Jennifer Lento

Jennifer Lento
University of New Brunswick · Department of Biology

PhD Biology

About

54
Publications
25,540
Reads
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424
Citations
Citations since 2016
40 Research Items
376 Citations
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2016201720182019202020212022020406080100
Introduction
Jennifer Lento is a Research Scientist with the Canadian Rivers Institute at the Department of Biology, University of New Brunswick. She conducts research in Freshwater Ecology, with an emphasis on benthic assemblages. She is Science Coordinator of the Freshwater Steering Group of the Circumpolar Biodiversity Monitoring Program (CBMP), part of the CAFF working group of the Arctic Council, and co-chair of the Freshwater Biodiversity Observation Network (FW BON) of GEOBON.
Additional affiliations
August 2014 - present
Canadian Rivers Institute, University of New Brunswick
Position
  • Researcher
February 2010 - August 2014
Canadian Rivers Institute, University of New Brunswick
Position
  • Postdoctoral Fellowship
Education
January 2005 - May 2010
University of Ottawa
Field of study
  • Biology
September 2002 - December 2004
Trent University
Field of study
  • Watershed Ecosystems
September 1998 - June 2002
University of Guelph
Field of study
  • Environmental Protection

Publications

Publications (54)
Presentation
Full-text available
Eskers are complex geological formation that provide crucial resources in northern countries such as drinking water, sand/gravel, outdoor recreational sites, and productive forests. However, there is a huge knowledge gap about the biodiversity and functioning of eskers. Esker lakes are different from other boreal lakes as they are mainly fed by gro...
Presentation
Full-text available
Eskers are complex geological formations formed by glaciers during the last ice age. Now, Eskers provide crucial resources in northern countries such as drinking water, sand/gravel, outdoor recreational sites, and productive forests. However, there is a huge knowledge gap about the biodiversity and functioning of eskers. Esker lakes are different f...
Article
Full-text available
In most countries, major development projects must satisfy an Environmental Impact Assessment (EIA) process that considers positive and negative aspects to determine if it meets environmental standards and appropriately mitigates or offsets negative impacts on the values being considered. The benefits of before-after-control-impact monitoring desig...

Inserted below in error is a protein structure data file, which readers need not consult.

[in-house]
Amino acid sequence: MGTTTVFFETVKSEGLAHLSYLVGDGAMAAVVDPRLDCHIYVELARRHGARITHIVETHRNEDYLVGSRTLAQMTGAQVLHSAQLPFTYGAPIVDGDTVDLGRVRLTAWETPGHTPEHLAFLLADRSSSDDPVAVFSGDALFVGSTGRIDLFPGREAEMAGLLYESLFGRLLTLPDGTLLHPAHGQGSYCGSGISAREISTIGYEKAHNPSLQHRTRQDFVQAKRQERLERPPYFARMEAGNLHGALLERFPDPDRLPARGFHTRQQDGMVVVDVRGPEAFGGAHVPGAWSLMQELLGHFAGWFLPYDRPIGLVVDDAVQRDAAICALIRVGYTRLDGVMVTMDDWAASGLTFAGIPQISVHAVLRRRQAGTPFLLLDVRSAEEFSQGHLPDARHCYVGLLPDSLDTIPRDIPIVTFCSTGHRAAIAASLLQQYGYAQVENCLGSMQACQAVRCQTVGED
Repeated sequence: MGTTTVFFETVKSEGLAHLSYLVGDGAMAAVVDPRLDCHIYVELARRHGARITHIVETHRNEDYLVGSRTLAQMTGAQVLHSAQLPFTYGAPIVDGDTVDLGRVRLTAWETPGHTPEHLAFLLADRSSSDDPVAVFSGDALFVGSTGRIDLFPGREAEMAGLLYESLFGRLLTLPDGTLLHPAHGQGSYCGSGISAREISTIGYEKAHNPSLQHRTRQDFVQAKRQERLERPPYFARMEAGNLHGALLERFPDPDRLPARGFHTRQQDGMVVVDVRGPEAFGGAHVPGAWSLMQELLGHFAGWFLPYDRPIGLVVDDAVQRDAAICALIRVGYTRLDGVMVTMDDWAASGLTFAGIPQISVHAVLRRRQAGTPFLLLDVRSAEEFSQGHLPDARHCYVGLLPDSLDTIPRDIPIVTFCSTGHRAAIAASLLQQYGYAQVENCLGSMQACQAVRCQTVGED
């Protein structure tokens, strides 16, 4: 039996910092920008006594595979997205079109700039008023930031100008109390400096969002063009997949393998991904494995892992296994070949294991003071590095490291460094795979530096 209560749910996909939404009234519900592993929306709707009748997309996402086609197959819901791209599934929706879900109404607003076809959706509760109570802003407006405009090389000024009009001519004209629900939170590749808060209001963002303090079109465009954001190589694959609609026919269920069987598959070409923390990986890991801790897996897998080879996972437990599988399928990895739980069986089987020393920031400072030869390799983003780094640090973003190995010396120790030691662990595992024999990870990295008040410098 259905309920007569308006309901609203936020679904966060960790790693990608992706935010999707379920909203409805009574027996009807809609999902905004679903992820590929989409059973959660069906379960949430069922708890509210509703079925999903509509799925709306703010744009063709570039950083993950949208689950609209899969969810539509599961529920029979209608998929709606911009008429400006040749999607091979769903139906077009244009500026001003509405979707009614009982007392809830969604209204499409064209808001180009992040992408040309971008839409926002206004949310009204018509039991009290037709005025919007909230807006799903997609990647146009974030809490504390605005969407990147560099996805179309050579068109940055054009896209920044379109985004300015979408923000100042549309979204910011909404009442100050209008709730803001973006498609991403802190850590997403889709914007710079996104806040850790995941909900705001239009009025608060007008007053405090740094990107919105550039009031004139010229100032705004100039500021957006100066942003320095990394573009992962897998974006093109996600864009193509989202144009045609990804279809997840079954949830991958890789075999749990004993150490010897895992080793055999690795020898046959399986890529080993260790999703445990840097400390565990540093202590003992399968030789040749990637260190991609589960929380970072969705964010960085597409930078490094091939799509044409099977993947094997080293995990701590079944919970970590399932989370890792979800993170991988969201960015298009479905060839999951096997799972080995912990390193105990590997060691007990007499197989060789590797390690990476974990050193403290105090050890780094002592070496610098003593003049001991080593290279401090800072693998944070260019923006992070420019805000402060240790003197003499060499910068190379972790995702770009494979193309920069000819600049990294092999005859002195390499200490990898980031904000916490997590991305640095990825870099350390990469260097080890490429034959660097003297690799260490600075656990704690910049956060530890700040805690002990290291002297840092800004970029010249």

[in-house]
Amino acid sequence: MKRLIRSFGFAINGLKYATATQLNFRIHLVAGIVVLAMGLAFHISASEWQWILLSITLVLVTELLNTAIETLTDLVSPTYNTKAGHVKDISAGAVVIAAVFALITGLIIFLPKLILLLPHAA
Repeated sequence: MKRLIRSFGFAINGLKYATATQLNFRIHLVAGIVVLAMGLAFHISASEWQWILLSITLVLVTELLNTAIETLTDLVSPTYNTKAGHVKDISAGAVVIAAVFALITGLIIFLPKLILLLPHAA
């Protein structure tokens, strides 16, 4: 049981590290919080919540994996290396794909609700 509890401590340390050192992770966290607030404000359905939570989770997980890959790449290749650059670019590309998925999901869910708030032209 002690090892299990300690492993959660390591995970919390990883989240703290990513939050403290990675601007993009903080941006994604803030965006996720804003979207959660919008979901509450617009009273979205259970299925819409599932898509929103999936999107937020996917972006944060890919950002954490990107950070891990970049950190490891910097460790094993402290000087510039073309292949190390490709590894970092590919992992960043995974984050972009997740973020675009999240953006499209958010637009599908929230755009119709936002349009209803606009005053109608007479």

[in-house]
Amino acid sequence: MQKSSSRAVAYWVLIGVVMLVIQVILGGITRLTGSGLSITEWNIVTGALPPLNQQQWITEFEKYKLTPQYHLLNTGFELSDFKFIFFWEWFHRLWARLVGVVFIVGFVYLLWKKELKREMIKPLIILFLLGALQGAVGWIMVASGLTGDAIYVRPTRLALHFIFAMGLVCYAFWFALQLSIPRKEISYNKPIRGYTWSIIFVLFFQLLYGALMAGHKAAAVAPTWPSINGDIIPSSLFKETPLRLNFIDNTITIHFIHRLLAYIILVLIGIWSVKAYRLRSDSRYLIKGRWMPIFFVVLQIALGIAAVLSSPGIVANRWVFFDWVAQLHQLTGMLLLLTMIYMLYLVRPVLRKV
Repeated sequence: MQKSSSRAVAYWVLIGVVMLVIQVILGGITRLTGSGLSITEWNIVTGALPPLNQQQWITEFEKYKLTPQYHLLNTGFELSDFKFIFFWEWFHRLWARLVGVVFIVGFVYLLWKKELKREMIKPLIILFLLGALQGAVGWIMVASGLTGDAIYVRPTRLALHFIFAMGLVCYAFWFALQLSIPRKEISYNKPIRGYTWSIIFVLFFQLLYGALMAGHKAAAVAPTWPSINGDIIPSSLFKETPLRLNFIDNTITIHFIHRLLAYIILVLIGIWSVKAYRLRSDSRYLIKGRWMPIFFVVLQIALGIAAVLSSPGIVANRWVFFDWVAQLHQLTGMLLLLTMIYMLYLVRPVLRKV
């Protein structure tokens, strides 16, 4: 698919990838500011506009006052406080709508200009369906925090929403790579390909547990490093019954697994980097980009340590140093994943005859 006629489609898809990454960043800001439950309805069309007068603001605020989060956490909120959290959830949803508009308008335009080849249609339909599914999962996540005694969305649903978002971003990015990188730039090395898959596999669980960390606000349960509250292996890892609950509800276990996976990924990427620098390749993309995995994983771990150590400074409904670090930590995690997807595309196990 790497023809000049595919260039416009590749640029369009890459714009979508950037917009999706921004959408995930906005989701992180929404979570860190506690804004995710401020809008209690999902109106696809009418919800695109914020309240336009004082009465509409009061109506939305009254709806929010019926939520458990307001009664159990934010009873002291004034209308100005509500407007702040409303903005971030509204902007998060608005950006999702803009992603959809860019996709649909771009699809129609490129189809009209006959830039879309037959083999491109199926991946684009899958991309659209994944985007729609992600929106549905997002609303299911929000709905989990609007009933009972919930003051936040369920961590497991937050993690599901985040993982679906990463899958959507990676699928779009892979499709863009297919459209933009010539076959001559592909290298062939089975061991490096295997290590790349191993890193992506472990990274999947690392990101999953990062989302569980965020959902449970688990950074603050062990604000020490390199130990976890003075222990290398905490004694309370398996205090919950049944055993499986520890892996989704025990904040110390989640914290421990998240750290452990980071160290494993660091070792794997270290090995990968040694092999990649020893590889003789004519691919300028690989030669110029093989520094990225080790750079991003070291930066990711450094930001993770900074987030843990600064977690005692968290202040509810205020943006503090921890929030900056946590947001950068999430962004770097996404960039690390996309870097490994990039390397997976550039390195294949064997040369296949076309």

Poster
Full-text available
Eskers are complex geological formation that provide crucial resources in northern countries such as drinking water, sand/gravel, outdoor recreational sites, and productive forests. However, there is a huge knowledge gap about the biodiversity and functioning of eskers. Esker lakes are different from other boreal lakes as they are mainly fed by gro...
Article
The cover image is based on the Original Article Temperature and spatial connectivity drive patterns in freshwater macroinvertebrate diversity across the Arctic, by Jennifer Lento et al. https://doi.org/10.1111/fwb.13805.
Chapter
Aim The unique aspects of high latitude rivers are discussed including environmental drivers of biotic structure and function, and the effects of development and climate warming on these ecosystems. Ecology of high latitude rivers The physical-chemical environment of these rivers is dominated by cold temperatures and river ice. Spring ice breakup c...
Article
Full-text available
• Climate warming and subsequent landscape transformations result in rapid ecological change in Arctic freshwaters. Here we provide a synthesis of the diversity of benthic diatoms, plankton, macrophytes, macroinvertebrates, and fish in Arctic freshwaters. • We developed a multi-organism measure of α diversity to characterise circumpolar spatial pat...
Poster
Full-text available
Eskers are complex geological formation formed by glaciers during the last ice age. Eskers provide now crucial resources in all northern countries such as drinking water, sand/gravel, outdoor recreational sites and productive forests. However, there is a huge knowledge gap about the biodiversity and functioning of eskers, and baseline ecological in...
Poster
Full-text available
ARCTIC-BIODIVER is a large and multidisciplinary collaboration among research groups of Europe and North America that aims to facilitate development of biodiversity scenarios at national and circumpolar scales. In this poster, we present the extent and geographic distribution of a dataset of >100 lakes and streams covering broad latitudinal and eco...
Article
Full-text available
• Climate change is predicted to have dramatic effects on Arctic freshwater ecosystems through changes to the abiotic template that are expected to influence biodiversity. Changes are already ongoing in Arctic systems, but there is a lack of coordinated monitoring of Arctic freshwaters that hinders our ability to assess changes in biodiversity. • T...
Article
Full-text available
• Warming in the Arctic is predicted to change freshwater biodiversity through loss of unique taxa and northward range expansion of lower latitude taxa. Detecting such changes requires establishing circumpolar baselines for diversity, and understanding the primary drivers of diversity. • We examined benthic macroinvertebrate diversity using a circu...
Article
Full-text available